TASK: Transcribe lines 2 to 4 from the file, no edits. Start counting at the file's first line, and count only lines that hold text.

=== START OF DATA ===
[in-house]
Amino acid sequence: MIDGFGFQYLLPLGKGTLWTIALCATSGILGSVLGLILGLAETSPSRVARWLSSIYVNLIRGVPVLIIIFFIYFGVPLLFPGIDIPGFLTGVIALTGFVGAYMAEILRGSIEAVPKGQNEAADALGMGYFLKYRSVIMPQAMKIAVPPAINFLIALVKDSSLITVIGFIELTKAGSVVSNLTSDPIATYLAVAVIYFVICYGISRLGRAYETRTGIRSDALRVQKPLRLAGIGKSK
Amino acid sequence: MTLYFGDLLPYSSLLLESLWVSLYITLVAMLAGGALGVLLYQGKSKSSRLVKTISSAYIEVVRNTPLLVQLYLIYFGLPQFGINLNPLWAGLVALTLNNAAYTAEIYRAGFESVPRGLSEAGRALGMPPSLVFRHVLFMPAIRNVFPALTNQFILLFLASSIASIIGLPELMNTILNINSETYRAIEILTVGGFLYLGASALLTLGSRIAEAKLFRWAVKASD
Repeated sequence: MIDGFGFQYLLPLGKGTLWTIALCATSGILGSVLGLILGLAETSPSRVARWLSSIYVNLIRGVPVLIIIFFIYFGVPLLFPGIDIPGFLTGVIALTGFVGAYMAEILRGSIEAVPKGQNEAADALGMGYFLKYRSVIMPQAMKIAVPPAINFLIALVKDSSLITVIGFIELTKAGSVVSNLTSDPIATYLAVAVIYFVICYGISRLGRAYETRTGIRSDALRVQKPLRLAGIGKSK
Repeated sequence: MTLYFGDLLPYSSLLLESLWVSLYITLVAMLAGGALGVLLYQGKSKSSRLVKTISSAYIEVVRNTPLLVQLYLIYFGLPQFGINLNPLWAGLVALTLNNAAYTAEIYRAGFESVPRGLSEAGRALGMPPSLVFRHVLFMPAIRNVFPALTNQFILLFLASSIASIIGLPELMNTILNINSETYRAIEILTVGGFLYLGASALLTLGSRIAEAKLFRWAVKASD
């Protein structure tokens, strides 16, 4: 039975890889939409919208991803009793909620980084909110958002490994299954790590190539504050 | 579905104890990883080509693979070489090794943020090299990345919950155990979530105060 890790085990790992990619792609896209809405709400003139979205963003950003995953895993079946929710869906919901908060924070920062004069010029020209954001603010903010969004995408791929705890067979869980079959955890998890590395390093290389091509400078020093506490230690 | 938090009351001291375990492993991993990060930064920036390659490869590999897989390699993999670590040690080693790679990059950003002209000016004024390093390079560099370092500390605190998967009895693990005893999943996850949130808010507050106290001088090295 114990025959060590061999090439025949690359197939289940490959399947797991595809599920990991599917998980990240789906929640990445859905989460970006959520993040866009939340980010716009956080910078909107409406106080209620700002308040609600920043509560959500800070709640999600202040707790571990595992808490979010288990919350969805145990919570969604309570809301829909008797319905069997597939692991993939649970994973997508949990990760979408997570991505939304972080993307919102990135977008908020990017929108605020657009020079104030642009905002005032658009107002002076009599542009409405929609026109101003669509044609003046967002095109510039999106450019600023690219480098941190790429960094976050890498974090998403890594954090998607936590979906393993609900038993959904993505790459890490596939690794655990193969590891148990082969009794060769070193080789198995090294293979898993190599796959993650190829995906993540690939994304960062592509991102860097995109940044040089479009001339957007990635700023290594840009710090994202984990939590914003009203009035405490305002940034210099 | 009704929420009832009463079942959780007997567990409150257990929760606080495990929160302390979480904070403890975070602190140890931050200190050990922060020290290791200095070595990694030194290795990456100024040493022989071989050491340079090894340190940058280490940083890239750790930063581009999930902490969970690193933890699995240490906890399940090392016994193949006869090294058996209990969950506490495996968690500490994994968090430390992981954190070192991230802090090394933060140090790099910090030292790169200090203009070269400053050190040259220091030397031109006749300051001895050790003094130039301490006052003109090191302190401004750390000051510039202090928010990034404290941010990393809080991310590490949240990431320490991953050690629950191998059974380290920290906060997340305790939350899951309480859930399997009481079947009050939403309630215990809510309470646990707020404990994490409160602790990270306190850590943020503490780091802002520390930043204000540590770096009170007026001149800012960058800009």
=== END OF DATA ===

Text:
Amino acid sequence: MIDGFGFQYLLPLGKGTLWTIALCATSGILGSVLGLILGLAETSPSRVARWLSSIYVNLIRGVPVLIIIFFIYFGVPLLFPGIDIPGFLTGVIALTGFVGAYMAEILRGSIEAVPKGQNEAADALGMGYFLKYRSVIMPQAMKIAVPPAINFLIALVKDSSLITVIGFIELTKAGSVVSNLTSDPIATYLAVAVIYFVICYGISRLGRAYETRTGIRSDALRVQKPLRLAGIGKSK
Amino acid sequence: MTLYFGDLLPYSSLLLESLWVSLYITLVAMLAGGALGVLLYQGKSKSSRLVKTISSAYIEVVRNTPLLVQLYLIYFGLPQFGINLNPLWAGLVALTLNNAAYTAEIYRAGFESVPRGLSEAGRALGMPPSLVFRHVLFMPAIRNVFPALTNQFILLFLASSIASIIGLPELMNTILNINSETYRAIEILTVGGFLYLGASALLTLGSRIAEAKLFRWAVKASD
Repeated sequence: MIDGFGFQYLLPLGKGTLWTIALCATSGILGSVLGLILGLAETSPSRVARWLSSIYVNLIRGVPVLIIIFFIYFGVPLLFPGIDIPGFLTGVIALTGFVGAYMAEILRGSIEAVPKGQNEAADALGMGYFLKYRSVIMPQAMKIAVPPAINFLIALVKDSSLITVIGFIELTKAGSVVSNLTSDPIATYLAVAVIYFVICYGISRLGRAYETRTGIRSDALRVQKPLRLAGIGKSK